OPINION: With its low-lying coastlines and significant levels of poverty, the region looks likely to be hit hard by climate change. Governments must take action now, before it’s too late
The worldwide risks of climate change and the need for global action are now widely known. What is less understood is that not all regions are affected equally. Regions with long and low-lying coastlines, with their populations widely engaged in agriculture, with heavy forest cover and with significant levels of poverty are the most vulnerable. This description matches much of Southeast Asia, and in the past couple of decades the region has experienced rising temperatures, decreasing rainfall, rising sea levels and increased frequency of severe weather events.
Assessing the likely consequences of climate change in social and economic terms is complex and highly uncertain, since it requires projections of trends in greenhouse gas (GHG) emissions, of their impact on temperature, sea levels and so forth, and of the economic and social consequences of this impact. The Asian Development Bank (ADB) conducted this type of modelling for the region a few years ago and, although such exercises cannot be definitive, it provides an important insight into the consequences of unchecked GHG emissions.
The message is that the region stands to suffer more than the global average. Without worldwide efforts to curb emissions, a number of major climatic changes will occur. By 2100, mean temperature in the region will rise by 4.8°C as compared with 1990, and sea levels will rise by 70cm. This is projected to have major consequences, including water and food scarcity. By 2050, 12 million people in Vietnam and nine million in Indonesia will be affected by water scarcity and, without productivity improvements, rice yields are projected to fall by 50% by 2100, relative to 1990. Climate change is also projected to increase deaths from heat-related cardiovascular and respiratory disease by 9% by 2100. However, the report stresses that such outcomes are far from inevitable, and under an active mitigation scenario with serious efforts to control GHG emissions the average temperature rise could be restricted to 1.8°C, with less dramatic consequences. Nearly 200 countries reached a landmark accord at last month’s Paris climate talks to restrict temperature rise to under 2°C, but it remains to be seen if the agreement will translate to real action.
The global economic impact of climate change was estimated in the highly influential study by Lord Nicholas Stern titled The Economics of Climate Change, which put monetary values on impacts such as falls in agricultural yields, water scarcity and loss of biodiversity. This type of analysis is controversial, because it requires monetary values for a range of uncertain impacts, as well as a comparison of impacts a long way into the future with costs in the present.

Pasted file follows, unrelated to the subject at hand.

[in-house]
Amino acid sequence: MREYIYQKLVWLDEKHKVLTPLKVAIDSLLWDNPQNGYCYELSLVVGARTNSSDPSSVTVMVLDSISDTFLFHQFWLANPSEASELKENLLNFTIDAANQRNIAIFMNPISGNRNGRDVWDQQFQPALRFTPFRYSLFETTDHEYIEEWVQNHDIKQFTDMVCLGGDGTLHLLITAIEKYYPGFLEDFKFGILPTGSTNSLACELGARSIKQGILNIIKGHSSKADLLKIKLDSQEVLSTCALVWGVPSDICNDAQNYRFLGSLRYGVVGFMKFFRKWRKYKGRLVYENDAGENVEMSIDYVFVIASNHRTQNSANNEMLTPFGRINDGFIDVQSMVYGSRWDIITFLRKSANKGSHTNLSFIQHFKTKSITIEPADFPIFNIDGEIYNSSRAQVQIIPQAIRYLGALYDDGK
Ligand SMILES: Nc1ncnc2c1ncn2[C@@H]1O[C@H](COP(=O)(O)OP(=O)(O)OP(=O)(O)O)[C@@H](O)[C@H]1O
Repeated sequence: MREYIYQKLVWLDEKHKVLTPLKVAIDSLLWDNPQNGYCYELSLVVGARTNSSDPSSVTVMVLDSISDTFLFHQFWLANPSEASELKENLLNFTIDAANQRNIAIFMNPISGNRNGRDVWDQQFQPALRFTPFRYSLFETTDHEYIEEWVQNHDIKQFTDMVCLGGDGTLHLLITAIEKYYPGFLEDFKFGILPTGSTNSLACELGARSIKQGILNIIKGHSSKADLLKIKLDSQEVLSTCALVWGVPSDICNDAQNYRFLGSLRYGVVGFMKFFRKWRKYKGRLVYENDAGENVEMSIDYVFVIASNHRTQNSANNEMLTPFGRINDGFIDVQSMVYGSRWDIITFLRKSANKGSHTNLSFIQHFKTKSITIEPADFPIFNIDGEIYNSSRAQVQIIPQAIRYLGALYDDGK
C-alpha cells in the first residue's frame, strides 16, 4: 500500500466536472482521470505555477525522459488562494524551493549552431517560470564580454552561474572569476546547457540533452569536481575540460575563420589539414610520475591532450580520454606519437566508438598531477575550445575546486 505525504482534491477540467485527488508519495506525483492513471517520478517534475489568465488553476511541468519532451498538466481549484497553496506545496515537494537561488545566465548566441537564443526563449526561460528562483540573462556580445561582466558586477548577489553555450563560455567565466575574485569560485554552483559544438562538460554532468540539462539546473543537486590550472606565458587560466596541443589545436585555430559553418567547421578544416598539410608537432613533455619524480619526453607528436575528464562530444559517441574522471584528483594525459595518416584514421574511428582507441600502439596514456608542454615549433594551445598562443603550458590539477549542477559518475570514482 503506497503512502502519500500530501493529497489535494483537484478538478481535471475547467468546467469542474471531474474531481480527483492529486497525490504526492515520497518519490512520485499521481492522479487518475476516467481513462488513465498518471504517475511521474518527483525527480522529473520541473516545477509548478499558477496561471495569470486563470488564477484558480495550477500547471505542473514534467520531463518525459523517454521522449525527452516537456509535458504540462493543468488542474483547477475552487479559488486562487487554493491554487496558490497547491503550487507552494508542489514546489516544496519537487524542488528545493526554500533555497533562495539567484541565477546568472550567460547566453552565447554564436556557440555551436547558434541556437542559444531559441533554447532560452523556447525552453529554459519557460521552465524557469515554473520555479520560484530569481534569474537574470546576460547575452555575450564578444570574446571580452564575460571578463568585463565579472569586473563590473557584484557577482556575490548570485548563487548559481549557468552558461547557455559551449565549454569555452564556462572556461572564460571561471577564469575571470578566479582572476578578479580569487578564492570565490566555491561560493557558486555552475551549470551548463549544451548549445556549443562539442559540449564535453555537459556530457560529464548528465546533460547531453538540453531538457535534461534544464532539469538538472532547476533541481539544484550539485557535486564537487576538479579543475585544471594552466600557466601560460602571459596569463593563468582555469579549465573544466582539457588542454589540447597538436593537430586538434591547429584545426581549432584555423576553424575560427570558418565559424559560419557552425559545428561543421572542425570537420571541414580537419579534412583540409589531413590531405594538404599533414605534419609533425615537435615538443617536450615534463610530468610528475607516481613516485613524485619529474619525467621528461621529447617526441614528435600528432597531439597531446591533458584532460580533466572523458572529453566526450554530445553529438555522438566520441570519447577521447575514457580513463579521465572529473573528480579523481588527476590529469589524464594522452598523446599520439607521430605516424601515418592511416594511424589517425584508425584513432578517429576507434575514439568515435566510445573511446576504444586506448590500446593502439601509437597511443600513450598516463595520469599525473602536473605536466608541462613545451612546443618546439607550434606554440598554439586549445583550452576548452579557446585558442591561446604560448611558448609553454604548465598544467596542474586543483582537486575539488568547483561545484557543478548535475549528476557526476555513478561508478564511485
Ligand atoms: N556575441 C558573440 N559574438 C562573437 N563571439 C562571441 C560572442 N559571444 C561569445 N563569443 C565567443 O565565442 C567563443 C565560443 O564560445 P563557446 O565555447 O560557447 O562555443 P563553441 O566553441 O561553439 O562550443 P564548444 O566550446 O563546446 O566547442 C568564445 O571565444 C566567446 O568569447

The ADB study used the same economic model to produce region-specific estimates derived from the analysis of four countries: Indonesia, the Philippines, Thailand and Vietnam. If things do not change, the region is projected to lose a percentage of its potential national income each year. If the loss is based on market effects alone, principally loss of agricultural output and flood damage, this percentage grows over time to reach 2.2% of GDP in 2100. If monetary values are also put on wider social effects, related to health and ecosystem costs, the loss becomes larger, reaching 5.7% in 2100. These regional costs are much higher than the equivalent estimates for the world as a whole, which are at 0.6% of world GDP for market impact and 2.2% for the total including the social effects.
The percentages for the region may appear small but if they are totalled over the whole period up to 2100 they come to a relatively large figure in terms of today’s GDP. This means that the region potentially has a high return on investments made today that can help to avert this damage. The time horizon is long, but investments roughly start to cover their annual costs by 2055 and, beyond that, net benefits grow relatively rapidly, reaching 1.7% of GDP by 2100.
Although the key technological breakthroughs necessary to lower emissions will need to be developed outside the region, the analysis’ implication is that Southeast Asian governments need to consider how they can mitigate climate change. Land use change and forestry are estimated to account for 75% of total GHG emissions in the region, so governments need to curb deforestation and encourage reforestation and sustainable forest management, including control of illegal logging. In energy there is considerable potential for mitigation through a shift away from fossil-fuel sources towards cleaner technologies or renewables. Government support will be critical in terms of sources of funding and the ending of subsidies for the use of fossil fuels.
In short, there is a large agenda for governments, and some climate change issues will require regional cooperation, for example on river basin and water management, forest fires and shared marine resources. Nonetheless there is a limit to what regional governments, individually or collectively, will be able to achieve. The poorer countries of the world, which, it should be remembered, still have relatively low emissions per capita, will require substantial assistance in terms of finance and technology if they are to rise to the climate challenge in the coming decades.
John Weiss is emeritus professor of development economics at the University of Bradford in the UK. He is also an economic consultant and, in 2009, was the economics editor on the ADB’s report titled The Economics of Climate Change in Southeast Asia, the organisation’s largest report on the issue to date.
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